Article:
For situations where you don't want to destroy your night vision, a dark background and red or amber text is most comfortable.

Personally I dislike high contrasts with light text on a dark background, so I use colors like 'wheat' on 'dark slate gray'. For dark text on a light background, I find a warmer color is more relaxing. Many e-book readers and text editors use an off-white yellowish tint to good effect.

  • 5
    note that one study found that green was better than red for reading in with dark adapted or night vision as it needs less photons for green light than red for the eye to register i.e. a green on black would work great but for day light black on white with a bright and sharp screen works better even
    – Dan D.
    Commented Feb 11, 2011 at 20:27
  • 6
    Would be great to have a source of the study. Sounds interesting. Commented Feb 12, 2013 at 9:01
  • It's interesting that you (and others) dislike high contrast with light text on a dark background, because according to the accepted answer, that would reduce legibility: "Legibility depends on high contrast between foreground and background". I don't think we've answered this question sufficiently or accurately. Commented Mar 1, 2020 at 6:29

I've been working in a project called eAdept (www.eadept.se) with an application for screens on mobile phones for users that are visually impaired. We've been trying different combination, both indoors and outdoors to find find out what's best for these persons. We've also been talking to, for example specialists and supervisors to visually imapired to get a good explanation of the interaction between differens colors. The result of all these test and information is a combination of yellow and black. We've been using #F8EF20 for the yellow one and also some darker and lighter versions. Maybe a combination like that can work in a cookpit.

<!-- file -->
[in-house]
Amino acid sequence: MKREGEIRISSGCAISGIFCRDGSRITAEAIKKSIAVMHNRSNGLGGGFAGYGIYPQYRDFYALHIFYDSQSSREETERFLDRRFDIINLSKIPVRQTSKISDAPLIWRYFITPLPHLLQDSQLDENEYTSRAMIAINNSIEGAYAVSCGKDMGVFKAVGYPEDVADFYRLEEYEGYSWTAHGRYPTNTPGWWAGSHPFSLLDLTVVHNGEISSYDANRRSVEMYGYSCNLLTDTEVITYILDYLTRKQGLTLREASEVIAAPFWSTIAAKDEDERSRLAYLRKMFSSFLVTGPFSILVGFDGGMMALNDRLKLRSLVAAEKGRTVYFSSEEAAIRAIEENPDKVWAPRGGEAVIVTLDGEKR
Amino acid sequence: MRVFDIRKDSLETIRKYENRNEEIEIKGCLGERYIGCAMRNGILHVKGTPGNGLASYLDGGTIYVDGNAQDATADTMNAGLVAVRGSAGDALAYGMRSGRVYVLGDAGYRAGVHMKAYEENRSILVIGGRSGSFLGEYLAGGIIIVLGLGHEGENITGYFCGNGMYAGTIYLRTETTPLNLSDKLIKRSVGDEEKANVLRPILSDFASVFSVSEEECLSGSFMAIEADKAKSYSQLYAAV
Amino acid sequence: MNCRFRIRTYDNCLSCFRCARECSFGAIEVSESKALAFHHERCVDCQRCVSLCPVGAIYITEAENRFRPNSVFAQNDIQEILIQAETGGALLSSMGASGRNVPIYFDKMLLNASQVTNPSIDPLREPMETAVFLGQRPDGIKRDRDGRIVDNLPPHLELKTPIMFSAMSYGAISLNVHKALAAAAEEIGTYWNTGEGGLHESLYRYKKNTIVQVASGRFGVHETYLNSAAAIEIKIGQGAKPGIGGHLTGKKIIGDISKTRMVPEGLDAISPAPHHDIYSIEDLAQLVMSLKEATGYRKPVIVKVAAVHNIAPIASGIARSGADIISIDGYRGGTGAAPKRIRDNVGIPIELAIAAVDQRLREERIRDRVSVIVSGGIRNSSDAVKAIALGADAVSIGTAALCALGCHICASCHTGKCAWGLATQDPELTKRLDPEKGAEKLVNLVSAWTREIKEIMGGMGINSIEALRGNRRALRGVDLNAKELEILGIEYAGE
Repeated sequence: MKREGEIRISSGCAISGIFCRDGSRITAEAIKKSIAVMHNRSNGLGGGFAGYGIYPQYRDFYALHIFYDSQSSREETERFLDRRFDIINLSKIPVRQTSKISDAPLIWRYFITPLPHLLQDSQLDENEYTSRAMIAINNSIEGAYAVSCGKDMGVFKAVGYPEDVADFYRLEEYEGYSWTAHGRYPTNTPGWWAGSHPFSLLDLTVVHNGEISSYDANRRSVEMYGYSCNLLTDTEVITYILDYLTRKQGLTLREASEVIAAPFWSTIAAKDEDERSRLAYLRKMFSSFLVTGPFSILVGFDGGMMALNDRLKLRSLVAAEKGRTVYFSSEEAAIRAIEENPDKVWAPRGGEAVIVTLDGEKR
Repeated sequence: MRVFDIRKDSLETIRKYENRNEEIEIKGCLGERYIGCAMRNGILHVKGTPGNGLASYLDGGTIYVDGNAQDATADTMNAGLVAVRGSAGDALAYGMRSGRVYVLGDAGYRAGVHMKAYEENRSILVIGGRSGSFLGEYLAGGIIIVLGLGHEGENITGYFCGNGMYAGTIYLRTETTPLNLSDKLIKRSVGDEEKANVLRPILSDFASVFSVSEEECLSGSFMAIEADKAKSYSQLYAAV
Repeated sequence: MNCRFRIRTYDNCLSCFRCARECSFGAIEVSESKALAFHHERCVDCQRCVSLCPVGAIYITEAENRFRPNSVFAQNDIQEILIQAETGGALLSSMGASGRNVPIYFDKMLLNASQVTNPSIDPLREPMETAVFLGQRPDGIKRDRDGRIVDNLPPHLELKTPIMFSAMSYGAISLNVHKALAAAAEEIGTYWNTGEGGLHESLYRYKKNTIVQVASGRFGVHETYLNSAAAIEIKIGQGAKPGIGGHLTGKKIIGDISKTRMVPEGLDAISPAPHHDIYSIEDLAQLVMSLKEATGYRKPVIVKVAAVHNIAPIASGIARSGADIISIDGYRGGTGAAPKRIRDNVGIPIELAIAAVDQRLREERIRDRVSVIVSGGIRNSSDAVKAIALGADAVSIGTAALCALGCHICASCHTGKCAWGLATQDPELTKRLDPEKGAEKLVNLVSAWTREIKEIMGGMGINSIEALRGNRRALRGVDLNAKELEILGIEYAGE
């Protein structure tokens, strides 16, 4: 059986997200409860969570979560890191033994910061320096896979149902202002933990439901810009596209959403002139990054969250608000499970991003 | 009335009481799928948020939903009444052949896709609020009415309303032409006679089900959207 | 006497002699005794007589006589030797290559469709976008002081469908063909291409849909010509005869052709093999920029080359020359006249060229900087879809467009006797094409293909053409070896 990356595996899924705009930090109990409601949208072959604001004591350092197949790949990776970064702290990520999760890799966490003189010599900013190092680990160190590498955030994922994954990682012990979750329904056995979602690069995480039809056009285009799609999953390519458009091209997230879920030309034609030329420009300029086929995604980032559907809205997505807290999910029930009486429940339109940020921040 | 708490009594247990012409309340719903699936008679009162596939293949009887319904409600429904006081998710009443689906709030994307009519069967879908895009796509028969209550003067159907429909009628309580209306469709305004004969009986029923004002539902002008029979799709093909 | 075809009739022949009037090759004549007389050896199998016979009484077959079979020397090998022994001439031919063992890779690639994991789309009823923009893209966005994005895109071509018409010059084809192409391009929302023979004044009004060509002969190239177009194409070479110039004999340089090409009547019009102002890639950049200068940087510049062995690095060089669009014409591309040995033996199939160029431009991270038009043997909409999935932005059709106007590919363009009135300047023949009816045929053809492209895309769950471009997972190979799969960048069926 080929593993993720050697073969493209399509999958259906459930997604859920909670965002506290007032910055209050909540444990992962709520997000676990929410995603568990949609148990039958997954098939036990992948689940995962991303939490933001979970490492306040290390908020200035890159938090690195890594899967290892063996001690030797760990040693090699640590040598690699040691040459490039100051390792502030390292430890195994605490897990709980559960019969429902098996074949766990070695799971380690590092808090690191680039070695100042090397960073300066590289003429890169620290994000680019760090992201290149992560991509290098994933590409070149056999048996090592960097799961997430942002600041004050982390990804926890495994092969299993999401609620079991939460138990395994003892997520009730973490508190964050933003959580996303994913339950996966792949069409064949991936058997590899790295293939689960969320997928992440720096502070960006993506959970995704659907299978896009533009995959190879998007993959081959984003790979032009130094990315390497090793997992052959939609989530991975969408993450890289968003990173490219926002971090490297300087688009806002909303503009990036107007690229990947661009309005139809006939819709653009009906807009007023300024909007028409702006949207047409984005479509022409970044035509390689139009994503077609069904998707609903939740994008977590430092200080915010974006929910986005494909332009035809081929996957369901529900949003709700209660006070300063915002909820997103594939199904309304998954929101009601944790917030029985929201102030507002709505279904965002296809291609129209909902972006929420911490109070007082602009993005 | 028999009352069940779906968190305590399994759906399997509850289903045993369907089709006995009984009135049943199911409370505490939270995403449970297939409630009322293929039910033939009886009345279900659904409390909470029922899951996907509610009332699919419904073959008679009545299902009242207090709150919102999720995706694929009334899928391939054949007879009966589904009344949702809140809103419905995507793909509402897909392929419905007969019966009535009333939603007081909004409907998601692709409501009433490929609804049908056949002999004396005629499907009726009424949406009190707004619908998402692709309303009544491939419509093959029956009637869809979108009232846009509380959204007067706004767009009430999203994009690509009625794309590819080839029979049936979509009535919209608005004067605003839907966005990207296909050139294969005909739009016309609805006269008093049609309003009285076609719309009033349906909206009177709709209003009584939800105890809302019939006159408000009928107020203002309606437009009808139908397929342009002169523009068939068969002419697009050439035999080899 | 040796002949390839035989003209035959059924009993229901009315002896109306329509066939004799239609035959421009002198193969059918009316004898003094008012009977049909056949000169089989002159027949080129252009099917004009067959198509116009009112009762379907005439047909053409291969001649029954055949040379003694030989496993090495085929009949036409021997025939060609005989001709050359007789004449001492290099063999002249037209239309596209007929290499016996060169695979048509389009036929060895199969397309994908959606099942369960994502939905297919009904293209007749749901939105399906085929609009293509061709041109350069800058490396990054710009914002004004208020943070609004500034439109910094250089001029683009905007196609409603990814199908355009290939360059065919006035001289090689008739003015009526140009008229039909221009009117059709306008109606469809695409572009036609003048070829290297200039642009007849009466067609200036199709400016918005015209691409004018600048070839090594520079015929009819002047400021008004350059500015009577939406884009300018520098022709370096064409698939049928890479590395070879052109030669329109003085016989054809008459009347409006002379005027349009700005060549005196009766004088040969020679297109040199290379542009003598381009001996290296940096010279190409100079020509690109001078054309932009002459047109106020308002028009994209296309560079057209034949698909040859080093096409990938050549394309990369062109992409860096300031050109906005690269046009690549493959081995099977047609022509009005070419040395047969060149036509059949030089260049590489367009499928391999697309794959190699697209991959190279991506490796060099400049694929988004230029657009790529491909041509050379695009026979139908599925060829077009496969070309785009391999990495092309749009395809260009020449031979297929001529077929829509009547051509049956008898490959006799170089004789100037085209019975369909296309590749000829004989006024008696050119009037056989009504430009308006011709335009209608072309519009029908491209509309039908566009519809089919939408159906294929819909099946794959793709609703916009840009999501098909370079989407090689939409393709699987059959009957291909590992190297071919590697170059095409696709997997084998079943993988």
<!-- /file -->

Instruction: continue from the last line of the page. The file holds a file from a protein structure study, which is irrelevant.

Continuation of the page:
• We can not use any yellowish colors in the cockpit due to a definition collision with color coded warnings/informations. Commented Feb 12, 2013 at 9:03
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    @Wolkenjaeger: Maybe you could add this restriction to your question?
    – unor
    Commented Apr 11, 2014 at 15:43

Well I'm not an avid book reader, but I am a programmer and I look at text all day.

For me text is a tool. I started programming with notepad black and white and it really wasn't all that great.

Today my workshop looks like this. enter image description here